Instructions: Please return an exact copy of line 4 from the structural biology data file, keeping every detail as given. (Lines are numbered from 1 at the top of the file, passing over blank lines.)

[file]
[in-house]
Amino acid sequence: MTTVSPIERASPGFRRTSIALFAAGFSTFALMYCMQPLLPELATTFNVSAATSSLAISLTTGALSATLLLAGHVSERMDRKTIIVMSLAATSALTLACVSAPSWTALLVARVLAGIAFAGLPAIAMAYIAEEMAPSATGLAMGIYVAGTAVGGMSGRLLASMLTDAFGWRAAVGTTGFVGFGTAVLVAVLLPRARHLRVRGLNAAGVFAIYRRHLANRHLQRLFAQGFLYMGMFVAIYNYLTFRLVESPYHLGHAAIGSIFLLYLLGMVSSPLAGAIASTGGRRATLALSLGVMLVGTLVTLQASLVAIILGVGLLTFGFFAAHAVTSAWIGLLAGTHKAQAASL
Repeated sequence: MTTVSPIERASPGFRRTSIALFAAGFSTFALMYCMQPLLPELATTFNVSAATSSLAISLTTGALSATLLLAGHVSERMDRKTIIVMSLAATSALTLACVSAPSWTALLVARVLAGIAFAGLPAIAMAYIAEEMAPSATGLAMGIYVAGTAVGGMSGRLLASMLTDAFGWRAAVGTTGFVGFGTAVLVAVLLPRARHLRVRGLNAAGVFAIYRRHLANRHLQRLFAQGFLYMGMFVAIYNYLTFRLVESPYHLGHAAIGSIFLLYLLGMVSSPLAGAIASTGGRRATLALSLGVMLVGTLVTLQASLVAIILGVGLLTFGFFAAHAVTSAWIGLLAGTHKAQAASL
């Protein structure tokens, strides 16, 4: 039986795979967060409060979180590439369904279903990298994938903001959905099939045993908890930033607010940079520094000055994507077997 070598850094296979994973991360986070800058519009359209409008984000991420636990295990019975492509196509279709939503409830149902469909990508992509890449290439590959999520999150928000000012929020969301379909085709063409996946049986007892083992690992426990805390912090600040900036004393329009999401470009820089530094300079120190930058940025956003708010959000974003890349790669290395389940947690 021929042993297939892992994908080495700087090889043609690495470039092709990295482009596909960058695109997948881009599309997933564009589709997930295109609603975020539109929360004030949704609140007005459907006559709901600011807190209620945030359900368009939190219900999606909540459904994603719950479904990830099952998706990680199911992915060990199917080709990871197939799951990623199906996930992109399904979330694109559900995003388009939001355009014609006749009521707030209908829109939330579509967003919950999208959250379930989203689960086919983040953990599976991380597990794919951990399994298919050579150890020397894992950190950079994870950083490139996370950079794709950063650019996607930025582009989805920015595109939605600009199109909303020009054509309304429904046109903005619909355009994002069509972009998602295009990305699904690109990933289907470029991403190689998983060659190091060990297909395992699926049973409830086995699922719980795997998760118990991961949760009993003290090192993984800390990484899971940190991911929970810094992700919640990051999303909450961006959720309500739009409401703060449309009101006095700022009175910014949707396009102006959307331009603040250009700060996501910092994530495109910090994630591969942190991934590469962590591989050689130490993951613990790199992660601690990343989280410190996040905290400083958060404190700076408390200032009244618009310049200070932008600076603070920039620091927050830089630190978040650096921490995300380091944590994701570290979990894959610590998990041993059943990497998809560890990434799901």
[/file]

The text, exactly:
């Protein structure tokens, strides 16, 4: 039986795979967060409060979180590439369904279903990298994938903001959905099939045993908890930033607010940079520094000055994507077997 070598850094296979994973991360986070800058519009359209409008984000991420636990295990019975492509196509279709939503409830149902469909990508992509890449290439590959999520999150928000000012929020969301379909085709063409996946049986007892083992690992426990805390912090600040900036004393329009999401470009820089530094300079120190930058940025956003708010959000974003890349790669290395389940947690 021929042993297939892992994908080495700087090889043609690495470039092709990295482009596909960058695109997948881009599309997933564009589709997930295109609603975020539109929360004030949704609140007005459907006559709901600011807190209620945030359900368009939190219900999606909540459904994603719950479904990830099952998706990680199911992915060990199917080709990871197939799951990623199906996930992109399904979330694109559900995003388009939001355009014609006749009521707030209908829109939330579509967003919950999208959250379930989203689960086919983040953990599976991380597990794919951990399994298919050579150890020397894992950190950079994870950083490139996370950079794709950063650019996607930025582009989805920015595109939605600009199109909303020009054509309304429904046109903005619909355009994002069509972009998602295009990305699904690109990933289907470029991403190689998983060659190091060990297909395992699926049973409830086995699922719980795997998760118990991961949760009993003290090192993984800390990484899971940190991911929970810094992700919640990051999303909450961006959720309500739009409401703060449309009101006095700022009175910014949707396009102006959307331009603040250009700060996501910092994530495109910090994630591969942190991934590469962590591989050689130490993951613990790199992660601690990343989280410190996040905290400083958060404190700076408390200032009244618009310049200070932008600076603070920039620091927050830089630190978040650096921490995300380091944590994701570290979990894959610590998990041993059943990497998809560890990434799901």